“This agreement is an important milestone. There are things the Massachusetts Emergency Management Agency (MEMA), local communities, and Holtec can do collaboratively to ensure safety throughout the decommissioning process,” said MEMA Director Samantha Phillips. “These assurances and the financial support help us continue to focus principally on public safety and preparedness.”
“The agreement announced today paves the way to begin an expedited Pilgrim Decommissioning that will ensure that radiologic and non-radiologic contamination at the Pilgrim is cleaned up decades ahead of federal requirements, and in a manner that meets all Massachusetts' protective environmental standards,” said Massachusetts Department of Environmental Protection (MassDEP) Commissioner Martin Suuberg. “And as the decommissioning moves forward, MassDEP will oversee the cleanup activities to ensure these standards are met.”
The Commonwealth filed its petition and two lawsuits to address the state’s serious concerns regarding, among other things, the inadequacy of the financial assurances included in the application to ensure the complete and safe cleanup and restoration of the site, the long-term management of the plant’s spent nuclear fuel onsite, and the use of a trust funded in large part by Massachusetts electricity ratepayers to perform all of that work.
The agreement establishes a robust set of financial assurances and related reporting mechanisms to ensure that sufficient funds will be available to promptly and safely dismantle the nuclear power plant, clean up radiological and non-radiological contamination, restore the site, and manage spent nuclear fuel onsite until it is transported out of the state. Under the terms of the agreement, Holtec must maintain at least $193 million in funds until it completes most of the cleanup and site restoration work and, after that point, $38.4 million in funds until the spent nuclear fuel is removed from the plant. The $193 million will ensure funds are available to cover future cost increases and unforeseen contingencies such as project delays and newly discovered contamination, and the $38.4 million will ensure that funds are available to cover the costs to transport the spent nuclear fuel out of state and clean up the land where the spent nuclear fuel will be stored.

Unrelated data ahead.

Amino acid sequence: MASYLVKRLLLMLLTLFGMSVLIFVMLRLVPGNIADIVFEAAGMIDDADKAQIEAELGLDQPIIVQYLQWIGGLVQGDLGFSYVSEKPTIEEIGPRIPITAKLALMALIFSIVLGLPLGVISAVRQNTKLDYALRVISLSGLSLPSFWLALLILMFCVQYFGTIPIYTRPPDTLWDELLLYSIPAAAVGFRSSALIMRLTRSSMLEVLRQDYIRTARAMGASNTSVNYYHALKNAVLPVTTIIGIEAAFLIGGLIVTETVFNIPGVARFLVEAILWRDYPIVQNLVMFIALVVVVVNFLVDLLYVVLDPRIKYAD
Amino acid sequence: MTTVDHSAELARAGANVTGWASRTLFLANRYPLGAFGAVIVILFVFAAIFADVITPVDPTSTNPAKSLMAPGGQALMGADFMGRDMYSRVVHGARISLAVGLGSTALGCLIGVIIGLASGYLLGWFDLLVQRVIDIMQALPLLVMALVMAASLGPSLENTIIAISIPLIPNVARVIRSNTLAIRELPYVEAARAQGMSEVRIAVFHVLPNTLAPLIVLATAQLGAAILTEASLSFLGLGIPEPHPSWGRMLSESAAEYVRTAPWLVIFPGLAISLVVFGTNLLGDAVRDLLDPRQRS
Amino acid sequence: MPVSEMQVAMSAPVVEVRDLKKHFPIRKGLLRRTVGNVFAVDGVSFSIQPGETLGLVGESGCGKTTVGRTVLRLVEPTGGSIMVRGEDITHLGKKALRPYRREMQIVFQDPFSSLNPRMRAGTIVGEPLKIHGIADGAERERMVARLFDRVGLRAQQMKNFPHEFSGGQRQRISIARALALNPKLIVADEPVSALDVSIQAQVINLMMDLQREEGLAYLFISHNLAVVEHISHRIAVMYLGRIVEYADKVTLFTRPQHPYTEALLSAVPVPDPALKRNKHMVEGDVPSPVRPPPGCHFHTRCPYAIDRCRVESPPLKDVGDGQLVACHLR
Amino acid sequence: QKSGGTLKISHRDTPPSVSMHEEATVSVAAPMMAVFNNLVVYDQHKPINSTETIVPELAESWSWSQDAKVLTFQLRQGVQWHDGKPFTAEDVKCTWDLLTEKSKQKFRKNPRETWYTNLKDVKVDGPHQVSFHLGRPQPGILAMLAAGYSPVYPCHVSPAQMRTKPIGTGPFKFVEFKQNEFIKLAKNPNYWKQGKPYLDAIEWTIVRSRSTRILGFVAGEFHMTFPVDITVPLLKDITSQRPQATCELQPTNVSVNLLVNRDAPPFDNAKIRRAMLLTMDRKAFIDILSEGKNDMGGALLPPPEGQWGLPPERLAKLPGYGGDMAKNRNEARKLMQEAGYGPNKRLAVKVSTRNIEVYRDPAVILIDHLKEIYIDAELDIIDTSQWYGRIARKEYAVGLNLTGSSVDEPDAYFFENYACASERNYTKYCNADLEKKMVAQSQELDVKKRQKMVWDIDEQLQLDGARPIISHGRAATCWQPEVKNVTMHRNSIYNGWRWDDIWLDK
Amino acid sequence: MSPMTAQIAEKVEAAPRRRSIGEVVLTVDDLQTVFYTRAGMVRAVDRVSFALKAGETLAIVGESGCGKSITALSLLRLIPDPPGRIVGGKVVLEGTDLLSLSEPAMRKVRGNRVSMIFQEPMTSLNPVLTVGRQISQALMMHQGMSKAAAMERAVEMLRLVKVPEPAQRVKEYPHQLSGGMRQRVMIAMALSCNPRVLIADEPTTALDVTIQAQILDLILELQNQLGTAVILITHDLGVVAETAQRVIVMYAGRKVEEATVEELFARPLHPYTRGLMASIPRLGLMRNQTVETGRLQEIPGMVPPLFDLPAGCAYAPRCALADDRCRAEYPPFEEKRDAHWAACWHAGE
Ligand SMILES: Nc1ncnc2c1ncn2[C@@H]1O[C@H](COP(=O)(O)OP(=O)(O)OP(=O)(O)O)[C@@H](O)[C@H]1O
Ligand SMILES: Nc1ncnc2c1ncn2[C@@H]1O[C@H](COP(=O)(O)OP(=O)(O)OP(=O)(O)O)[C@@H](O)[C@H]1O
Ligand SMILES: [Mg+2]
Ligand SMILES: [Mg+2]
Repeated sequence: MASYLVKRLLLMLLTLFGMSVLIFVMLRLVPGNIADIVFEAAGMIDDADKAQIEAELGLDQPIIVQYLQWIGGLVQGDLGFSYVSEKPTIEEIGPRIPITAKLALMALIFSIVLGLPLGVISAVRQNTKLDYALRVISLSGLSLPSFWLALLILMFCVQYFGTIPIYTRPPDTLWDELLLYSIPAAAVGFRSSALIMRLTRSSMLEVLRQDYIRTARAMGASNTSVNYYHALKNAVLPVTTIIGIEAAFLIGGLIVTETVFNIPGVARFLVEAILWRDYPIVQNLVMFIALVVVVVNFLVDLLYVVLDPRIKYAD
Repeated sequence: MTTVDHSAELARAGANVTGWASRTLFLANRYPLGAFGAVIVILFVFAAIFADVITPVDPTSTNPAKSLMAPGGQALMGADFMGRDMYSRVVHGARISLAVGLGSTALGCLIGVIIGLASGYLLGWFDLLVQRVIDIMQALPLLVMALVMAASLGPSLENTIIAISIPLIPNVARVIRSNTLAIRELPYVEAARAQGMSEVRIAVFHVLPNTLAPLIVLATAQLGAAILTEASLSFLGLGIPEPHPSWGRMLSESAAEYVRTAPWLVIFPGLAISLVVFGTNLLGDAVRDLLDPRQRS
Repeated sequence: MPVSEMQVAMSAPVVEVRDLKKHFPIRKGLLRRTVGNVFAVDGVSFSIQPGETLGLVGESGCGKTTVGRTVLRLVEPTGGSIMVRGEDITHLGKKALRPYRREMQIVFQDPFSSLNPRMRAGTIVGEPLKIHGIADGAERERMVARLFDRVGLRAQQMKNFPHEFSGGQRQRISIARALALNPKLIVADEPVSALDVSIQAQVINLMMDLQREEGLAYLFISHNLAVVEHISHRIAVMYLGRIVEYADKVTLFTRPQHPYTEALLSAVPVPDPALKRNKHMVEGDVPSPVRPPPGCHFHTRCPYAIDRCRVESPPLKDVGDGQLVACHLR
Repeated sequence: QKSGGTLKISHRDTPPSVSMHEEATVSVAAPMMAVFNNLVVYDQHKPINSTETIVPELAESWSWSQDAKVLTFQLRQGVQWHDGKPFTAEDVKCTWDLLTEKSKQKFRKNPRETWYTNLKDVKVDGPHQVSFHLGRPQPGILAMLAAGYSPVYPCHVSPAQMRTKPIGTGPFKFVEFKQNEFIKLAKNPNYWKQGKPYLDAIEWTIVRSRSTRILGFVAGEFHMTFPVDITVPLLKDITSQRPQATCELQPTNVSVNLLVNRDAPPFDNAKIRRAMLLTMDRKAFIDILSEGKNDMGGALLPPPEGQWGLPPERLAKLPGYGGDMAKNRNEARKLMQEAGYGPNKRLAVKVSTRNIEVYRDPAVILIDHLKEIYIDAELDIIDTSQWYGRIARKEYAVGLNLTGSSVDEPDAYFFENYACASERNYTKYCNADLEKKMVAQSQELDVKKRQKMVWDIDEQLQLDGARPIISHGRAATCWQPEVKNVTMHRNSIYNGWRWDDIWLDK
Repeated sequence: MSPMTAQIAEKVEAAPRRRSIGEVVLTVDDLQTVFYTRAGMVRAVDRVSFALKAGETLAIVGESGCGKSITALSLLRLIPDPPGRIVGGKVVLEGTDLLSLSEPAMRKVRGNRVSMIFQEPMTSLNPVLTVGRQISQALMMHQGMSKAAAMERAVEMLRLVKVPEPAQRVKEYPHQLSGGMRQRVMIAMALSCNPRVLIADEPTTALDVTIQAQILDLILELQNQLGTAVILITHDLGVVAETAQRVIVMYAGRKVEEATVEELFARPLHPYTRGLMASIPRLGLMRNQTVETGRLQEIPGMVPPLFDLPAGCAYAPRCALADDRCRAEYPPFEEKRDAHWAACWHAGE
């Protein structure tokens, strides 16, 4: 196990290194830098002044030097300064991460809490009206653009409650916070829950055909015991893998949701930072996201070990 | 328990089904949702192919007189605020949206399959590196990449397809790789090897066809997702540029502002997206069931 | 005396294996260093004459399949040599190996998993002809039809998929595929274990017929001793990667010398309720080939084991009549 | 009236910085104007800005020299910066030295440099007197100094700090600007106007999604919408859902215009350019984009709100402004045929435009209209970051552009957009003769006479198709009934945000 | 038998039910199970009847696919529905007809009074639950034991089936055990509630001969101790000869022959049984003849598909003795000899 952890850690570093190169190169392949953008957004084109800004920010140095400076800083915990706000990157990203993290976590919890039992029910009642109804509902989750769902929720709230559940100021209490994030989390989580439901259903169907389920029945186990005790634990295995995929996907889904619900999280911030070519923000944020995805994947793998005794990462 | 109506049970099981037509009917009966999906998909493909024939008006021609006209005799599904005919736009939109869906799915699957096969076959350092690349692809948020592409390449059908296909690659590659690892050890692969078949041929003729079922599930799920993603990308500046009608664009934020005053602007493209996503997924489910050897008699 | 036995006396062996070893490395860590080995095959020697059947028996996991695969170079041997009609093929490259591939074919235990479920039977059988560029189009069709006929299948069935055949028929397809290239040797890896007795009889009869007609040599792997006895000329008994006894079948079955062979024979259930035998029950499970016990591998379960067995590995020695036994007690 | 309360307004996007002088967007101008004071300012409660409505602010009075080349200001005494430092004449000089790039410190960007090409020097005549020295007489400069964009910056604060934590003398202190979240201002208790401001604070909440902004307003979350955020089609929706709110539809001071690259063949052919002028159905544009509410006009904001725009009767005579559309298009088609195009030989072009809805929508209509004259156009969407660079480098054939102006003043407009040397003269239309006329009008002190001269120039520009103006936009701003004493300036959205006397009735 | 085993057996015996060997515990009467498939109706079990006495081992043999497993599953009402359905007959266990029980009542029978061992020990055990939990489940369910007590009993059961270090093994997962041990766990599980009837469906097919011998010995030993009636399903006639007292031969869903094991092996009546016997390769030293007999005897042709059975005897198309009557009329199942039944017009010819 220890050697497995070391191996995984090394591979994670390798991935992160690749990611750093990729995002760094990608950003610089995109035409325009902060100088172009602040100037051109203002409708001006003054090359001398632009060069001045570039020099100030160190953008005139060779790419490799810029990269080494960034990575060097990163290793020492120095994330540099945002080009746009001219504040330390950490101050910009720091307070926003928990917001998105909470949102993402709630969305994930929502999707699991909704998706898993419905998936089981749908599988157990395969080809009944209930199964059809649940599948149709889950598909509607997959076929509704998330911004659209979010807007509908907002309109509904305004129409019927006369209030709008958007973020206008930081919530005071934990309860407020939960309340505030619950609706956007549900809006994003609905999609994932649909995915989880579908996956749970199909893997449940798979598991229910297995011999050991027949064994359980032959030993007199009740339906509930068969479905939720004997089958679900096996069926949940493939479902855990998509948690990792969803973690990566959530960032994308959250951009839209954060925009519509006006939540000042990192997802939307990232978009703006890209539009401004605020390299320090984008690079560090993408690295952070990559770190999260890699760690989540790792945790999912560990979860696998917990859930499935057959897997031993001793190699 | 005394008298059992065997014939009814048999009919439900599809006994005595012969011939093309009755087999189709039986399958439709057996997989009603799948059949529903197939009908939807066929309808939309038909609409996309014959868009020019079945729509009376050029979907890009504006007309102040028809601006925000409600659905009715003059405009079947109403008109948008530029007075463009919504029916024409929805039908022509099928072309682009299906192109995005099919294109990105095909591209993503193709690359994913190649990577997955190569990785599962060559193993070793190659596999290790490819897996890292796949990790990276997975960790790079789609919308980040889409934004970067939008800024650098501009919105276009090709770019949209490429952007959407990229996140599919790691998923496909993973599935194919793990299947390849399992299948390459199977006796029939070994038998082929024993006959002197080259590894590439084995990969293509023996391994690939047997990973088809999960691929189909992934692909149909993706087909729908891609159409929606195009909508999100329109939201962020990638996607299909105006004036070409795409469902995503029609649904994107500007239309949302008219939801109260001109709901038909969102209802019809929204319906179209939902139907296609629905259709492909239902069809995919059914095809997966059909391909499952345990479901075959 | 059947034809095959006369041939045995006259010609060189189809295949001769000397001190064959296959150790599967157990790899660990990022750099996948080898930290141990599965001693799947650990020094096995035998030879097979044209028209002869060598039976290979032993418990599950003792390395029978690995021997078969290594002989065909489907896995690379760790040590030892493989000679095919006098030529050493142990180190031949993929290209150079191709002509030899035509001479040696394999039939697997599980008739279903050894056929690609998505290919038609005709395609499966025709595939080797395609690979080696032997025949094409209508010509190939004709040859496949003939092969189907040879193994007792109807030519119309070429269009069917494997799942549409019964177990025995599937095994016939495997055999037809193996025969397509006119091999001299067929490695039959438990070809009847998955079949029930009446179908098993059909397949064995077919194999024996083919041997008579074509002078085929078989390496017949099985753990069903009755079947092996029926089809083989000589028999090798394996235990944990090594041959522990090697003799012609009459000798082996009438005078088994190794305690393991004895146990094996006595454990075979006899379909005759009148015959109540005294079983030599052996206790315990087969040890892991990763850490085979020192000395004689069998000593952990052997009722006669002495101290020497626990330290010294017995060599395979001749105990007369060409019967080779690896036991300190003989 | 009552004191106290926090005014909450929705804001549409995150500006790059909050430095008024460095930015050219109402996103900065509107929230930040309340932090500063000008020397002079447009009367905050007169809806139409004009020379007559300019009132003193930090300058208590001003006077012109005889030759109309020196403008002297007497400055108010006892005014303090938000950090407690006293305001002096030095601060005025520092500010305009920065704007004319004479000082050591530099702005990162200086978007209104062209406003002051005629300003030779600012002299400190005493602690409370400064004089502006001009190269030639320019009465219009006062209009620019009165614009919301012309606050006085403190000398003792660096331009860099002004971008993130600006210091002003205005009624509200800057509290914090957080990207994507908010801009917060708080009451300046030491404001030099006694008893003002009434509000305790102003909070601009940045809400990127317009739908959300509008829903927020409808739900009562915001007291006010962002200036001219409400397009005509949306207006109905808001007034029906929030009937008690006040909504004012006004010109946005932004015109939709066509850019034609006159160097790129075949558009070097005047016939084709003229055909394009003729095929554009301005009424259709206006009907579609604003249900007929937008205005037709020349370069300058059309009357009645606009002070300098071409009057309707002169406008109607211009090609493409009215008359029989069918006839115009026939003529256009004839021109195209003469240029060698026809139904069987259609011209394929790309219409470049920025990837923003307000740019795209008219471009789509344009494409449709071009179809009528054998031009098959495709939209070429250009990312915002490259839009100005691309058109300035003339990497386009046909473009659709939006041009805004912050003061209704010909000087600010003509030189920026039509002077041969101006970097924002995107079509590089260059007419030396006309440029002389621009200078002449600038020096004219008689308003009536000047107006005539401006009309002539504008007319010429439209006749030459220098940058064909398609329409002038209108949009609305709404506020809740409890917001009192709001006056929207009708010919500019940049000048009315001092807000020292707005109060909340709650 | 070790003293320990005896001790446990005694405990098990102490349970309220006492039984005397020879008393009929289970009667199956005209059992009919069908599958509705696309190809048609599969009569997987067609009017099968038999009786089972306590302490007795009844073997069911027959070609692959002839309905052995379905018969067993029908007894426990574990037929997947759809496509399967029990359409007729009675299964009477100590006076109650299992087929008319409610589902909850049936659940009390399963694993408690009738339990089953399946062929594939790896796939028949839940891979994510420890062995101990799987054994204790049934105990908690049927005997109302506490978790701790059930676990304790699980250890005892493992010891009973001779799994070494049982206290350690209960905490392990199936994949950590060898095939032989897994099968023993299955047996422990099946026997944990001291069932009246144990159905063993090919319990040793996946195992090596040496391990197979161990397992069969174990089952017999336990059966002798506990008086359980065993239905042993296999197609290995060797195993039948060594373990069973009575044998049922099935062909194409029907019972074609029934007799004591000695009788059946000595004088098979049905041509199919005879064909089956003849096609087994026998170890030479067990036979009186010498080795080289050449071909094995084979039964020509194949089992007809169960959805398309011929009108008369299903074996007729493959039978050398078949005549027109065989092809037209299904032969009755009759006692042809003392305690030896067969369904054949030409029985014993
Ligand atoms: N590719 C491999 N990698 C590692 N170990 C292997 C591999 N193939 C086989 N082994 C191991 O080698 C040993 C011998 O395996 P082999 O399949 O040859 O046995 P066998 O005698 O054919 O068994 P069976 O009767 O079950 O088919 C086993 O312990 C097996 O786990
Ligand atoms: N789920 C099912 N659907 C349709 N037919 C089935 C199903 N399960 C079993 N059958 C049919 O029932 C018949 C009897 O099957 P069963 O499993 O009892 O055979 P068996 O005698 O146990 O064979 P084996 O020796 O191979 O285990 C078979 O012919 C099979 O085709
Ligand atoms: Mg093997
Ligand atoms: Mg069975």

Holtec is also required to obtain $30 million in pollution liability insurance and secure performance bonds for certain contracts. The agreement requires Holtec to provide monthly reports to the state in order to monitor the progress of the work at the plant and to foresee any financial issues.
The agreement requires Holtec to comply with the state’s strict cleanup standards when it comes to radiological and non-radiological hazardous materials such as oil and polychlorinated biphenyl (PCBs). To advance the cleanup work, the agreement requires Holtec to submit to MassDEP and DPH an initial site assessment of the property to ascertain the types of contamination at the property and where such contamination may be located, and establishes clear guidelines for the removal and decontamination of structures, including radiologically contaminated structures, at the site.